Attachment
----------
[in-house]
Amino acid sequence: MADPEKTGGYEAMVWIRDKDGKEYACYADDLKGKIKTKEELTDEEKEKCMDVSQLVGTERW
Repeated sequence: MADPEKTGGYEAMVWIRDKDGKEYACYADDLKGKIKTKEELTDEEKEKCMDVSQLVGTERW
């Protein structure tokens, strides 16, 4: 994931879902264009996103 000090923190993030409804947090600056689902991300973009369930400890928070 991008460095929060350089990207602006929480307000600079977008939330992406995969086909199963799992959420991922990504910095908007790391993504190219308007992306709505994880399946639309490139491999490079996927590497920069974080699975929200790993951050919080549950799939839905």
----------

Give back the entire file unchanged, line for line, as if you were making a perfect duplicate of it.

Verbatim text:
[in-house]
Amino acid sequence: MADPEKTGGYEAMVWIRDKDGKEYACYADDLKGKIKTKEELTDEEKEKCMDVSQLVGTERW
Repeated sequence: MADPEKTGGYEAMVWIRDKDGKEYACYADDLKGKIKTKEELTDEEKEKCMDVSQLVGTERW
């Protein structure tokens, strides 16, 4: 994931879902264009996103 000090923190993030409804947090600056689902991300973009369930400890928070 991008460095929060350089990207602006929480307000600079977008939330992406995969086909199963799992959420991922990504910095908007790391993504190219308007992306709505994880399946639309490139491999490079996927590497920069974080699975929200790993951050919080549950799939839905």